Monday, February 12, 2018

Getting A Mulligan (Do-Over) for Your Board in 2018

Whether we call them mistakes, oversights, slip-ups or boo boos, we all make them including volunteer board members who are often hamstrung by both operational and time constraints.

The new year provides an optimal opportunity to correct items from 2017 or even earlier.  The law allows a corporation which has taken authorized actions but which were done in a procedurally incorrect manner to ratify those actions by approving them again, but this time following proper procedure.

Have any of the following occurred in your community?

1.    You made alterations to the common elements or association property but failed to obtain the requisite membership approval.

2.    You did not hold your annual meeting on the date specified in the documents and a member called you out on it.

3.    You had to discard several election ballots because you did not have voting certificates on file for those units.

4.    You were challenged when you attempted to enforce a rule or restriction because a prior board failed to enforce or failed to properly adopt that same rule or restriction.

5.    You took a Board action (filled a vacant seat, signed a contract, fired an association employee, levied a special assessment or adopted a budget, etc.) outside the scope of a duly noticed Board meeting and vote.

6.    Your members passed an amendment and you failed to record it or an amendment was prepared and never presented to the membership for a vote.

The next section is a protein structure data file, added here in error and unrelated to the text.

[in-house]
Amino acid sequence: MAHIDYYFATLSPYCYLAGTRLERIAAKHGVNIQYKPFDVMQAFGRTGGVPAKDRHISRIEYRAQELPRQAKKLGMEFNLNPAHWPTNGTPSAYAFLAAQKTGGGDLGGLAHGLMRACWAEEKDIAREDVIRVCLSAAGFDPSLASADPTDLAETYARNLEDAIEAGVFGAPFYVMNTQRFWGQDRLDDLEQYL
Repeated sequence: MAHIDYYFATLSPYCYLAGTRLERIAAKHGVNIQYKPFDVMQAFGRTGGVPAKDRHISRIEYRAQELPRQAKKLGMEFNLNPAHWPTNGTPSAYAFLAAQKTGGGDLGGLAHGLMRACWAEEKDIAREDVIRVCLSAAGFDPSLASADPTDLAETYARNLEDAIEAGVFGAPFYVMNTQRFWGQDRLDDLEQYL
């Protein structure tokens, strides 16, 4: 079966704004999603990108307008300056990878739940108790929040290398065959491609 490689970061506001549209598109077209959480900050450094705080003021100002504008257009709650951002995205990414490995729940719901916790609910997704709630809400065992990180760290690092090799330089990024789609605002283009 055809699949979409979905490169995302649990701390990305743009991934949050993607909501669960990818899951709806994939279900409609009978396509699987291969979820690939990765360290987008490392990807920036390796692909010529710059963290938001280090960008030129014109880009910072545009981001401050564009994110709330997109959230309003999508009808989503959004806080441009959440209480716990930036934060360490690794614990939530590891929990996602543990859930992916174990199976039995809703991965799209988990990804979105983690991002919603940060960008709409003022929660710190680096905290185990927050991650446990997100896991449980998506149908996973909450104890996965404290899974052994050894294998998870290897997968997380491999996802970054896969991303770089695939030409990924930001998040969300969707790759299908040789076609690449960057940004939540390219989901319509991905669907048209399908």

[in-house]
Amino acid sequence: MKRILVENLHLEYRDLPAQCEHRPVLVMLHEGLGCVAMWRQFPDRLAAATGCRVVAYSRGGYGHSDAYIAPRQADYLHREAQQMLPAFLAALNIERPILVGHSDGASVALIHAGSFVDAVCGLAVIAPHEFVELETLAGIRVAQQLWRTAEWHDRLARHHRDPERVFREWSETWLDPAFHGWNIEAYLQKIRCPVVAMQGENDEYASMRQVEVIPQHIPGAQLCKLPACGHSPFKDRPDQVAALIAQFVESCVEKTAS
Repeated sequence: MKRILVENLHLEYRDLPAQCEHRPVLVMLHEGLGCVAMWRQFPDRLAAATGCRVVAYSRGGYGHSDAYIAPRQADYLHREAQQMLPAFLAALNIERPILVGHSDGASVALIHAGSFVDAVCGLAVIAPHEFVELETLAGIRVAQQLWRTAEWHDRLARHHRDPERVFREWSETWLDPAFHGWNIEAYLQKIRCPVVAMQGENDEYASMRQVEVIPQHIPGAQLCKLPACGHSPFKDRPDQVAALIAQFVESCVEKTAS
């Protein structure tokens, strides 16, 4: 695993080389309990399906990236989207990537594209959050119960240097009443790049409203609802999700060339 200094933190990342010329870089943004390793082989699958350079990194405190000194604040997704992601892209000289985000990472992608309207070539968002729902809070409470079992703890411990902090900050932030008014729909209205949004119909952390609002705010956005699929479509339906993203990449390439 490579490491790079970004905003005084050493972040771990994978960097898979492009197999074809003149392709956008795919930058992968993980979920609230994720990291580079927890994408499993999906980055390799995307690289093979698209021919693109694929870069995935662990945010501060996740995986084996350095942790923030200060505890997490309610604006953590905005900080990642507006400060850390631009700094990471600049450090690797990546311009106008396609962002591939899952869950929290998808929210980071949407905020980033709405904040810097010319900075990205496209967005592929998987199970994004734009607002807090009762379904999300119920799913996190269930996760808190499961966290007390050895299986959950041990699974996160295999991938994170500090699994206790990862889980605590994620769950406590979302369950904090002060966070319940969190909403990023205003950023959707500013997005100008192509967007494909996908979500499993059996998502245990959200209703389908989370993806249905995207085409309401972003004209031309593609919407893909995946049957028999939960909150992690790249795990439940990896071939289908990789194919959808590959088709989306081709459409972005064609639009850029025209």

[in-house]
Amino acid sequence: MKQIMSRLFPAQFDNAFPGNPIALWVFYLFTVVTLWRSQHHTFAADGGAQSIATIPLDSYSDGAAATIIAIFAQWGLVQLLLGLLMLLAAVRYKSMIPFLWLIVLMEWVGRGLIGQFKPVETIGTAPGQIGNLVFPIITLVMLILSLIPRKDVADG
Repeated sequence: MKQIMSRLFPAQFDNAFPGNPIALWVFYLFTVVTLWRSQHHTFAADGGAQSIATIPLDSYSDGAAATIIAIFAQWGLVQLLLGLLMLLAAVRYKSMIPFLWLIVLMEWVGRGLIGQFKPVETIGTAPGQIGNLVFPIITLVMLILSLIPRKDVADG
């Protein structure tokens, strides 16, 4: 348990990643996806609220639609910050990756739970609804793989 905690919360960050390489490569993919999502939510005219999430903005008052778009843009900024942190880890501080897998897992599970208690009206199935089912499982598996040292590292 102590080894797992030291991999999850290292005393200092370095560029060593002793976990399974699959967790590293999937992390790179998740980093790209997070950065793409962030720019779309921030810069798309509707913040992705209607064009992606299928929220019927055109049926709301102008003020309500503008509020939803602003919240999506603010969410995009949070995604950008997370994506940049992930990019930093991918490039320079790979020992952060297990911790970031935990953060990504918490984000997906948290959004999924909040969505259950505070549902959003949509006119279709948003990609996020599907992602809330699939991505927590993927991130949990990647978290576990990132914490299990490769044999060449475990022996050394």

Here are the solutions to the foregoing problems:

1.    We can prepare and pass a membership vote which would allow your members to approve of and ratify all prior changes, additions and modifications made by the Association to the Common Elements and Association property or any other action that required a membership vote which was not taken.

2.    We can amend your documents to give your Board more flexibility when setting the date and time for the annual members' meeting and election so you do not risk a technical violation in the future.

3.    We can amend your documents to eliminate the requirement for a voting certificate for husband and wife and other co-owners of units other than units owned by corporations or business entities.  Doing so will eliminate most of the confusion and time-consuming fuss at your meeting to determine whether or not the outer envelopes were properly signed by the voting certificate holder.  Along those lines, implementing online voting will also eliminate these outer envelope judgment calls at your election.

4.    Just because a prior board has not strictly and uniformly enforced certain provisions of your governing documents does not mean your board is forever prohibited from doing so.  We can undertake a process known as republication which will allow you to breathe new life into those unenforceable restrictions and once again allow you to successfully enforce them.

5.    Prior unauthorized or procedurally improper actions require a discussion regarding the nature of those actions and preparation of the necessary materials to ratify same.

6.    If the membership vote was within a relatively recent period of time, we can proceed with recording that amendment or amendments; if not we may need to start the process over again. If you have been sitting on an amendment which was prepared but never voted upon, depending on the age of the amendment, we may need to review and revise that language.

This list is not comprehensive.  There may be other items where a transition in management or in the composition of the Board may have resulted in items falling through the cracks. If you have questions about how to correct any of these problems in your community, you can email me at or by phone at .1-844-CAREBP1.